“While there have been examples pointed out where driverless cars continue to need to improve, we can keep doing that,” Ludwick said. “And when we make an improvement once, that’s fixed in our system — the whole fleet gets better. And so the technology is only getting better from here, and it’s already really good.”
Neither Waymo nor Cruise has experienced a single traffic-related death since they deployed their driverless vehicles. Waymo vehicles have traveled more than 7 million driverless miles, while Cruise’s have logged more than 5 million miles. However, some question whether that’s enough of a track record, because human drivers, on average, cause one death about every 100 million miles driven, according to the National Highway Traffic Safety Administration.
“Whether the police department has the jurisdiction to cite a driverless vehicle, we certainly do everything we can to ensure the car’s behavior is good,” Ludwick said. “I think the reality is that autonomous vehicles are being held to the highest standard.”
Yet some question whether the state needs to reassess how it regulates the industry.
“We’re using the public square basically as a laboratory for trial and error,” said Sen. Dave Cortese, D-San Jose, who recently launched a probe into how the DMV both issues and revokes permits for driverless car companies in California.
Cortese said his investigation is also focused on safety standards, as well as recent issues involving Cruise’s fleet of driverless cars.
In August, state regulators gave the green light for General Motors’ Cruise and Google’s Waymo to expand and start collecting fares as their fleets of robotaxis shuttle passengers across San Francisco.
But in October, Cruise parked all 400 of its driverless vehicles across the country without any mention of a timeline for when it might be able to dispatch them once again. While the move was voluntary in Arizona and Texas, Cruise was forced to take its vehicles off the road in California after regulators determined its driverless fleet posed an “unreasonable risk to public safety.”
The move stemmed from an accident on Oct. 2, when a hit-and-run driver in San Francisco struck a pedestrian, launching the woman into the direct path of a Cruise driverless vehicle, which then ran her over. After it came to a complete stop, however, the autonomous vehicle then started up again and tried to pull over to the side of the road while the pedestrian remained trapped underneath the car, which dragged her 20 feet. For weeks, she remained in serious condition at Zuckerberg San Francisco General Hospital, a facility spokesperson said. While the victim has been upgraded to “good condition,” she remains hospitalized nearly three months after the accident.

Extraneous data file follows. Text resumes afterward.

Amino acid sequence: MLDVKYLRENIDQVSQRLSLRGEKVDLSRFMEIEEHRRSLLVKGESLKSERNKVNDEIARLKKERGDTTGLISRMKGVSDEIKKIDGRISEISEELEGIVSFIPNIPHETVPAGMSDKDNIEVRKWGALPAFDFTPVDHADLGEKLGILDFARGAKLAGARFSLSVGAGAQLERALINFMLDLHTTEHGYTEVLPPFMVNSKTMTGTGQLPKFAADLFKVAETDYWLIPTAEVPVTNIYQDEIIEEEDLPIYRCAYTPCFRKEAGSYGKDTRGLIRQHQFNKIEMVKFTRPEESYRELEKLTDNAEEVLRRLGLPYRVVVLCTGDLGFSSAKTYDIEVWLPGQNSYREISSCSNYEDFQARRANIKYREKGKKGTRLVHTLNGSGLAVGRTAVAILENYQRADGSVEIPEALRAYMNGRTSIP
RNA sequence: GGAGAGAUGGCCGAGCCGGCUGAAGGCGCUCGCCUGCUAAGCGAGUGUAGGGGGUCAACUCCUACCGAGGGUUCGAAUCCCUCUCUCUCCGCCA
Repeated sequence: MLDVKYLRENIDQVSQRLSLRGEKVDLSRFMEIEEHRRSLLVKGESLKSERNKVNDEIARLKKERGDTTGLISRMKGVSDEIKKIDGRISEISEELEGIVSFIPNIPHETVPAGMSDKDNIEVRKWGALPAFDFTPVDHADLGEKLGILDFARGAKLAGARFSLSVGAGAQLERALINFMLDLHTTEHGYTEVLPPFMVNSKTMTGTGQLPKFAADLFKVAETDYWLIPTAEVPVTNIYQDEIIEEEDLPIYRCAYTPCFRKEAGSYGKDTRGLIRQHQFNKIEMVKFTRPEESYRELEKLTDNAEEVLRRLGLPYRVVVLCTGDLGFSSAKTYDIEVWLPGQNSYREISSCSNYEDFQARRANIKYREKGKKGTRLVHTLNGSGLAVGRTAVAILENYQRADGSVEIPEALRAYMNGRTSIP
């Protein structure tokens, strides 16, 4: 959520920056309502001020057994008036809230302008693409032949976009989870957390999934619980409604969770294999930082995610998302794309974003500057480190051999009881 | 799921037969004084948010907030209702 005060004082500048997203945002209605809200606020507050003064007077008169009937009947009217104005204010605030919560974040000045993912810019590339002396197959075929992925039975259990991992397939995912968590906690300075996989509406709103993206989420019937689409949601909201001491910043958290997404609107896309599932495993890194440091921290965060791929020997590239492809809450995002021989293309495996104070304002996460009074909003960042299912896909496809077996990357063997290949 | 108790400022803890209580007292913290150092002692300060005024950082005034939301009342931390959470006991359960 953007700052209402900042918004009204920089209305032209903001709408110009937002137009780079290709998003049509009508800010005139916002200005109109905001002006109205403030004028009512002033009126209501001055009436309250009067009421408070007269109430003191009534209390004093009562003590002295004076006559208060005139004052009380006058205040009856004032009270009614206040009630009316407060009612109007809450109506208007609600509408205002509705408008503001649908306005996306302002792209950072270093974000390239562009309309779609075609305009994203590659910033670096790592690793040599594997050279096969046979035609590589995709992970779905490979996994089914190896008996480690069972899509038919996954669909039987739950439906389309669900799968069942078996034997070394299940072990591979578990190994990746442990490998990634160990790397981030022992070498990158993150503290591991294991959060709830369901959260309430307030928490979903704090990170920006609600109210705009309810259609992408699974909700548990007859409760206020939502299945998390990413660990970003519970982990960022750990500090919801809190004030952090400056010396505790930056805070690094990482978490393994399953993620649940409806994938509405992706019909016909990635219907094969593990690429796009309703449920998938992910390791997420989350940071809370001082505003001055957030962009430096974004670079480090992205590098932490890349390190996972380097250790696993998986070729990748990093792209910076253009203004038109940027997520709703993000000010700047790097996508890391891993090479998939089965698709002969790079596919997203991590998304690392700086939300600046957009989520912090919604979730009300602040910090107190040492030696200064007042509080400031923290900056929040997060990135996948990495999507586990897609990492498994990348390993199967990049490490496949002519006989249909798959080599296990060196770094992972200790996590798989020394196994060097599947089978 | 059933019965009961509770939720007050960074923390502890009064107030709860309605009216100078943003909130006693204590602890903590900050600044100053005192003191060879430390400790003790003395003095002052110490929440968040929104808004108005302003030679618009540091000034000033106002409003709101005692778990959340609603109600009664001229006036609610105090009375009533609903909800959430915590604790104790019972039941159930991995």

In a recent blog post, Cruise said it’s now “focused” on having its driverless vehicles return to just “one city to start.” While Cruise didn’t mention which of its previous three locations might be the first to welcome back its driverless cars, San Francisco is an unlikely candidate, because it’s the one city that actually ordered Cruise off the road.
Meanwhile, the DMV has accused Cruise of trying to hide video evidence relating to the attempted pullover that was recorded by the vehicle’s camera system. The DMV maintains Cruise originally showed state investigators video of the accident only up until the moment the car came to its initial stop after it ran over the pedestrian, omitting the rest of the clip — including video of the car dragging the trapped pedestrian.
“Footage of the subsequent movement of the [car] to perform a pullover maneuver was not shown to the department and Cruise did not disclose that any additional movement of the vehicle occurred after the initial stop of the vehicle,” the DMV wrote in a statement.
Cruise denies ever having withheld the full video from the DMV. In fact, a spokesperson said the entire clip of the accident, including the part showing the car dragging the pedestrian, was shown to DMV officials several times on Oct. 3, just a day after the accident. Cruise says that several days later, when the DMV requested a copy of the video, it provided DMV officials with the same video it had shown DMV investigators just 10 days earlier.